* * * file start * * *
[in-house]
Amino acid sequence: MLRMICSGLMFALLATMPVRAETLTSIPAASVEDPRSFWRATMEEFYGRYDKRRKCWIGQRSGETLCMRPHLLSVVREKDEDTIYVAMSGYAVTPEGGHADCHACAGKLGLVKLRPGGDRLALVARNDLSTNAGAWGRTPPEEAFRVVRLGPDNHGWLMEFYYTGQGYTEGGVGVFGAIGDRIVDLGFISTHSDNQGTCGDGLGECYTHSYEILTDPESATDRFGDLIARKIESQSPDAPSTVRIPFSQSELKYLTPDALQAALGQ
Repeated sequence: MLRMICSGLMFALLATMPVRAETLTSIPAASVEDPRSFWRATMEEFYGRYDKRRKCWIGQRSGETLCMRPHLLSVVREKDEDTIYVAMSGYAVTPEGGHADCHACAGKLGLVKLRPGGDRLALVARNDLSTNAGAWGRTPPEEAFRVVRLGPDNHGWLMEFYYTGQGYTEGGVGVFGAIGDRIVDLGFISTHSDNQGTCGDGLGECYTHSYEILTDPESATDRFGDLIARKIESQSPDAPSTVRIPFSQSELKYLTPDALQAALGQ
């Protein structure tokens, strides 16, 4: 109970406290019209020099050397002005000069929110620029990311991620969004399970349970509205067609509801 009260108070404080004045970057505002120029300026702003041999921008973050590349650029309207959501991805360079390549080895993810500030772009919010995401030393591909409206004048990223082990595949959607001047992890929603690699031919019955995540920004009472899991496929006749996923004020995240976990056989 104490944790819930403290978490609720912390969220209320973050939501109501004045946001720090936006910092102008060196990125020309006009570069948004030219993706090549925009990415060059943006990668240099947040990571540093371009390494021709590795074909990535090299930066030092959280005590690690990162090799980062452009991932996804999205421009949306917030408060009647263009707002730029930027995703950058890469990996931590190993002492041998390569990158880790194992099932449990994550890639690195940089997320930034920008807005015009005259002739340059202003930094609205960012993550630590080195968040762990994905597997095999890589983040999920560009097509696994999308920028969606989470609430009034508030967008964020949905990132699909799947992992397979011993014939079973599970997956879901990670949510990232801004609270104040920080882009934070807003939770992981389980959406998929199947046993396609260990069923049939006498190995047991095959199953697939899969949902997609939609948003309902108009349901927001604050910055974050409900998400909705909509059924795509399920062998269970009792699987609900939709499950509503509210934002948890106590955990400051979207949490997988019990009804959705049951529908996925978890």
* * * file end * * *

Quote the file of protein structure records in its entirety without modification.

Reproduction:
[in-house]
Amino acid sequence: MLRMICSGLMFALLATMPVRAETLTSIPAASVEDPRSFWRATMEEFYGRYDKRRKCWIGQRSGETLCMRPHLLSVVREKDEDTIYVAMSGYAVTPEGGHADCHACAGKLGLVKLRPGGDRLALVARNDLSTNAGAWGRTPPEEAFRVVRLGPDNHGWLMEFYYTGQGYTEGGVGVFGAIGDRIVDLGFISTHSDNQGTCGDGLGECYTHSYEILTDPESATDRFGDLIARKIESQSPDAPSTVRIPFSQSELKYLTPDALQAALGQ
Repeated sequence: MLRMICSGLMFALLATMPVRAETLTSIPAASVEDPRSFWRATMEEFYGRYDKRRKCWIGQRSGETLCMRPHLLSVVREKDEDTIYVAMSGYAVTPEGGHADCHACAGKLGLVKLRPGGDRLALVARNDLSTNAGAWGRTPPEEAFRVVRLGPDNHGWLMEFYYTGQGYTEGGVGVFGAIGDRIVDLGFISTHSDNQGTCGDGLGECYTHSYEILTDPESATDRFGDLIARKIESQSPDAPSTVRIPFSQSELKYLTPDALQAALGQ
């Protein structure tokens, strides 16, 4: 109970406290019209020099050397002005000069929110620029990311991620969004399970349970509205067609509801 009260108070404080004045970057505002120029300026702003041999921008973050590349650029309207959501991805360079390549080895993810500030772009919010995401030393591909409206004048990223082990595949959607001047992890929603690699031919019955995540920004009472899991496929006749996923004020995240976990056989 104490944790819930403290978490609720912390969220209320973050939501109501004045946001720090936006910092102008060196990125020309006009570069948004030219993706090549925009990415060059943006990668240099947040990571540093371009390494021709590795074909990535090299930066030092959280005590690690990162090799980062452009991932996804999205421009949306917030408060009647263009707002730029930027995703950058890469990996931590190993002492041998390569990158880790194992099932449990994550890639690195940089997320930034920008807005015009005259002739340059202003930094609205960012993550630590080195968040762990994905597997095999890589983040999920560009097509696994999308920028969606989470609430009034508030967008964020949905990132699909799947992992397979011993014939079973599970997956879901990670949510990232801004609270104040920080882009934070807003939770992981389980959406998929199947046993396609260990069923049939006498190995047991095959199953697939899969949902997609939609948003309902108009349901927001604050910055974050409900998400909705909509059924795509399920062998269970009792699987609900939709499950509503509210934002948890106590955990400051979207949490997988019990009804959705049951529908996925978890």